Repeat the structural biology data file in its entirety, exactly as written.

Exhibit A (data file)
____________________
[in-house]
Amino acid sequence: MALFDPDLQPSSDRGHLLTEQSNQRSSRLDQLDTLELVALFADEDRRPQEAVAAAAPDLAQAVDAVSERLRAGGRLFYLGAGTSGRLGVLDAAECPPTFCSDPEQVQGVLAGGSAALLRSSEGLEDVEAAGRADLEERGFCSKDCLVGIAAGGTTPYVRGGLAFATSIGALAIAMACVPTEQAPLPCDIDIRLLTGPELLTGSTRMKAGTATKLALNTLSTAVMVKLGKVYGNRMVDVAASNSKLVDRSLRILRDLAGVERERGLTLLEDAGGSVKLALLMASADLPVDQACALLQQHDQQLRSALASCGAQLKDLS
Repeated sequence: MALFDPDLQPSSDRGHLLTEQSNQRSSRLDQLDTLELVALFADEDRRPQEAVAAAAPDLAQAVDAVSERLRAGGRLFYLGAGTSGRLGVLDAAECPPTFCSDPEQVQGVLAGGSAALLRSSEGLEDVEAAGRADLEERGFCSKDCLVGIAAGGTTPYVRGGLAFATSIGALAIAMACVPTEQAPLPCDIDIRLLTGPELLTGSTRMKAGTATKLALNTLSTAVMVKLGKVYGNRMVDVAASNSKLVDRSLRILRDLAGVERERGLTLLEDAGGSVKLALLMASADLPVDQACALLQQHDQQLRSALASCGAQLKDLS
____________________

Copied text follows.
[in-house]
Amino acid sequence: MALFDPDLQPSSDRGHLLTEQSNQRSSRLDQLDTLELVALFADEDRRPQEAVAAAAPDLAQAVDAVSERLRAGGRLFYLGAGTSGRLGVLDAAECPPTFCSDPEQVQGVLAGGSAALLRSSEGLEDVEAAGRADLEERGFCSKDCLVGIAAGGTTPYVRGGLAFATSIGALAIAMACVPTEQAPLPCDIDIRLLTGPELLTGSTRMKAGTATKLALNTLSTAVMVKLGKVYGNRMVDVAASNSKLVDRSLRILRDLAGVERERGLTLLEDAGGSVKLALLMASADLPVDQACALLQQHDQQLRSALASCGAQLKDLS
Repeated sequence: MALFDPDLQPSSDRGHLLTEQSNQRSSRLDQLDTLELVALFADEDRRPQEAVAAAAPDLAQAVDAVSERLRAGGRLFYLGAGTSGRLGVLDAAECPPTFCSDPEQVQGVLAGGSAALLRSSEGLEDVEAAGRADLEERGFCSKDCLVGIAAGGTTPYVRGGLAFATSIGALAIAMACVPTEQAPLPCDIDIRLLTGPELLTGSTRMKAGTATKLALNTLSTAVMVKLGKVYGNRMVDVAASNSKLVDRSLRILRDLAGVERERGLTLLEDAGGSVKLALLMASADLPVDQACALLQQHDQQLRSALASCGAQLKDLS